Whilst every development needs power, the presence of existing electricity infrastructure on or under a development site can be a real issue for developers, often resulting in costly and lengthy delays.

Here are our top takeaways for dealing with problematic electricity infrastructure:

  • Identify any electricity infrastructure

In most cases, electricity substations and overhead electric lines will be obvious and will be picked up by a site inspection. Underground cables, etc., cannot be so readily identified and a detailed utilities search should be carried out as part of the due diligence.

  • Contact the Distribution Network Operator (DNO)

In most cases, the infrastructure will belong to the local distribution network operator: SP Distribution for the south of Scotland and Central belt and Scottish Hydro Electric Power Distribution for the north of Scotland. High voltage transmission lines will belong to either SP Transmission or Scottish Hydro Electric Transmission.

  • Check the titles and property documentation

Check the titles, etc. to see if the infrastructure is covered by any existing "land rights", for example a wayleave agreement or deed of servitude. If there is documentation, seek advice on whether that provides any current land rights for the apparatus. For example, a wayleave agreement granted by a previous owner will not normally bind current and future owners.

  • Contact the relevant Wayleave Registry

As wayleave agreements are not normally registrable in the Land or Sasine Registers in Scotland, they are often lost over time and may be difficult to trace. Both Scottish Power and SSE have wayleave registries and enquiries should be made there for missing documentation.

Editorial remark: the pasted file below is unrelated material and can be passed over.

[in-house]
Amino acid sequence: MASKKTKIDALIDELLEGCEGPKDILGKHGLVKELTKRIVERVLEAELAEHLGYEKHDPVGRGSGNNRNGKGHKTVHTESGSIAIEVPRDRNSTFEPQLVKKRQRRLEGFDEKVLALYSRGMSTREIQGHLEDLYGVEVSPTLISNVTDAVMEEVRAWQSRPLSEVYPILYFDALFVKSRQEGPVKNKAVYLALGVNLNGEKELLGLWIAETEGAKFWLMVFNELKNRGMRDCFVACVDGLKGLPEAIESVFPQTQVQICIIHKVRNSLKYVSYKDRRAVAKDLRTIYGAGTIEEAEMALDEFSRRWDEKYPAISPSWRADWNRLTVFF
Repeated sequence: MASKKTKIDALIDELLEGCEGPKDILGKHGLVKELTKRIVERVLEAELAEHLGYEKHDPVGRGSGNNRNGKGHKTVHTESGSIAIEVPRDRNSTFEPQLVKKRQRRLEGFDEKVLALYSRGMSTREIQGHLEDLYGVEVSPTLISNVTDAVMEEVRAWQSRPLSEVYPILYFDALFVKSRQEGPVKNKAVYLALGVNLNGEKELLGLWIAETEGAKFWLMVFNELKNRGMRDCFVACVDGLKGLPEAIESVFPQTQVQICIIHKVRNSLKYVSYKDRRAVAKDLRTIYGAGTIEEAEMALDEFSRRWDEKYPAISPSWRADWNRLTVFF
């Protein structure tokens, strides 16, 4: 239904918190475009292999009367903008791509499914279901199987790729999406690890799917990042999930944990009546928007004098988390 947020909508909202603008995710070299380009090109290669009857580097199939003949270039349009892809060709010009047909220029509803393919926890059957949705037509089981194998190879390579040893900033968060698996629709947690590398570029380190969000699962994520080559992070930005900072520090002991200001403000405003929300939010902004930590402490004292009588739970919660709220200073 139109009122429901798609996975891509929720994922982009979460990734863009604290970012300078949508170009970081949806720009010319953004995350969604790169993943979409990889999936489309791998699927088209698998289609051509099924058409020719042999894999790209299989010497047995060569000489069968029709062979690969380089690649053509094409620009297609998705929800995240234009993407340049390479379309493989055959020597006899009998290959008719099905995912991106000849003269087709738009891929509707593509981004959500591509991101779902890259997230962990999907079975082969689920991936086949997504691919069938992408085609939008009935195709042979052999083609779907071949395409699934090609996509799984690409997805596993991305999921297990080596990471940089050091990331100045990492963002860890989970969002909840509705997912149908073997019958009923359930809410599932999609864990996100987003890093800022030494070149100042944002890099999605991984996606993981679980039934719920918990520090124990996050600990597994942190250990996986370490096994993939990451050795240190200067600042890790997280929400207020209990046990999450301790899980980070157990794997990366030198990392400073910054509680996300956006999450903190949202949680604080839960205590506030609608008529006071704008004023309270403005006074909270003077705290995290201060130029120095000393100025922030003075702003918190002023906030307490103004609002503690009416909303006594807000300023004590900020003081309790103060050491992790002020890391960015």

• Are there lift and shift provisions?

Seek advice on the terms of any documentation which contains lift and shift provisions. How do these work and who picks up the relocation costs?

  • Who picks up the bill?

The power companies will usually be amenable to relocate or divert their infrastructure to facilitate redevelopment, provided this is at the developer's cost. It is therefore essential to understand what property rights and statutory rights the power companies have in relation to that infrastructure. If these rights don’t apply or are limited, the power companies may have to pay for or contribute to the relocation costs.

  • What if there is no documentation?

Even where no documentation can be found, the equipment may have statutory protection and statutory procedures will need to be followed to require it to be removed or relocated.

  • Statutory powers

Where the power company has no right to retain its equipment in place, the power companies have compulsory purchase powers and can use these powers to acquire rights to retain their equipment in place. There is often a trade-off between the cost of moving equipment against the cost of compensating the owner for loss of development if the equipment is not moved.

  • Act early

Negotiations with power companies takes time, so making contact early is recommended so that a resolution can be reached, and delays avoided.

If you have any concerns or questions about the presence of electricity infrastructure and how it may affect your proposals, please do not hesitate to get in touch with one of our infrastructure experts or your usual Brodies contact.

This article is part of a series covering utility management on development sites and others on Telecoms and Water Mains and Sewers are also available.


Scott Logan